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Inequality, not impairment, increases costs for disabled people

Inequality, not impairment, increases costs for disabled people
5th March 2019 Ian Streets

Disability equality charity Scope is calling on the government to take action after publishing a study which shows the rising costs facing disabled adults and families with disabled children.
The Disability Price Tag 2019 explored costs ranging from holidays and going out for a meal to replacing worn-out furniture and keeping a home nicely decorated. It found that families with disabled children paid more in every category than those without disabled children.
Key findings were that on average disabled people face extra costs of £583 per month, one in five disabled people face extra costs of more than £1,000 per month and on average a disabled person’s extra costs add up to more than half of their income – not including housing.
Scope compared the difference in the standard of living experienced by disabled people and non-disabled people, taking into account their ability to afford various items and perform certain everyday tasks.
The recommendations which resulted focus on the role of government, with additional recommendations promised later this year on how markets should respond.
The Department for Work and Pensions is urged to work with disability organisations, disabled people and their families to ensure financial support is not lost as a result of Universal Credit. The report also calls for reform of the Personal Independent Payment system and changes to the eligibility criteria for the Warm Home Discount.
Scope is looking to work in partnership with stakeholders across different sectors to research in more detail how markets should function for disabled people, but the latest report gives examples of their findings so far.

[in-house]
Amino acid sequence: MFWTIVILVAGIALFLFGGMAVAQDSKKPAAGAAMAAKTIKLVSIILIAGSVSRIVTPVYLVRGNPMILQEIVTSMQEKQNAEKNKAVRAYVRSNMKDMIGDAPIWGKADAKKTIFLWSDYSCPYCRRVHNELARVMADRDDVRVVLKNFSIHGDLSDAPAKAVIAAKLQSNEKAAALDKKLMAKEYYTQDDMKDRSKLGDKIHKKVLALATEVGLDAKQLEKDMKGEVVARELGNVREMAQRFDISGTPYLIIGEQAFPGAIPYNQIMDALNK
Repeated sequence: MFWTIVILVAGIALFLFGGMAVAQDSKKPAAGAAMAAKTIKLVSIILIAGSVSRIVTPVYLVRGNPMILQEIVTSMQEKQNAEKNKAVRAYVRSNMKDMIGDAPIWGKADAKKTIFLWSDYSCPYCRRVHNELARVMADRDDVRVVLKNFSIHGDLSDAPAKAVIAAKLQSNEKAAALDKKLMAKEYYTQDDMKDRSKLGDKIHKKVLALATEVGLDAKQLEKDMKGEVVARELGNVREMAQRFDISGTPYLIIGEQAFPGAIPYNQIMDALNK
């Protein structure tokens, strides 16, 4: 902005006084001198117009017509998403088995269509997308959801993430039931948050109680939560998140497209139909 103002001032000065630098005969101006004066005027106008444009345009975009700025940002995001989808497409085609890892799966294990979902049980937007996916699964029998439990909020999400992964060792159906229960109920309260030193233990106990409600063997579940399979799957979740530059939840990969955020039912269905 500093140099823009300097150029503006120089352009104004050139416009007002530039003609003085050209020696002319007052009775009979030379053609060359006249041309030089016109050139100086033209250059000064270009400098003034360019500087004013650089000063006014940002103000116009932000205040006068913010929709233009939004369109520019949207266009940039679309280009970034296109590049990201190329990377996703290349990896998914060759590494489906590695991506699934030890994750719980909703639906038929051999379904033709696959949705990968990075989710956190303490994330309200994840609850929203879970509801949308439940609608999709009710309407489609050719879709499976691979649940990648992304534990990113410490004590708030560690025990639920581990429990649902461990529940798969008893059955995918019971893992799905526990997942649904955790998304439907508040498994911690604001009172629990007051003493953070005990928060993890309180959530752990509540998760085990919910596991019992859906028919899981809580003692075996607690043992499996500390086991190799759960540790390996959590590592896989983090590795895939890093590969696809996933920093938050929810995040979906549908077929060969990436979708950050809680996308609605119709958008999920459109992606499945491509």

Specialist goods and services including therapies, play equipment and even cutlery all come at a cost which does not have to be borne by non-disabled people.
Non-specialist services can also be more expensive, with powered wheelchairs using additional electricity and disabled people having to use taxis because of limitations with buses and trains.
Insurance is another area of concern with 26 per cent of disabled people saying they have been charged higher premiums or refused cover altogether because of their impairment or condition.
The report states: “What we uncovered was startling inequality driven by the excessive payments that disabled people end up making for essential goods and services. It makes it harder to build savings and plan for the future. In short, it makes it harder for disabled people to participate fully in society.
“Government and businesses need to do more to ensure disabled people have fair and affordable access to the goods and services needed to enjoy an equal standard of living. It is inequality rather than disability that makes life more expensive if you are disabled. This is unacceptable.”
To read the full report please visit


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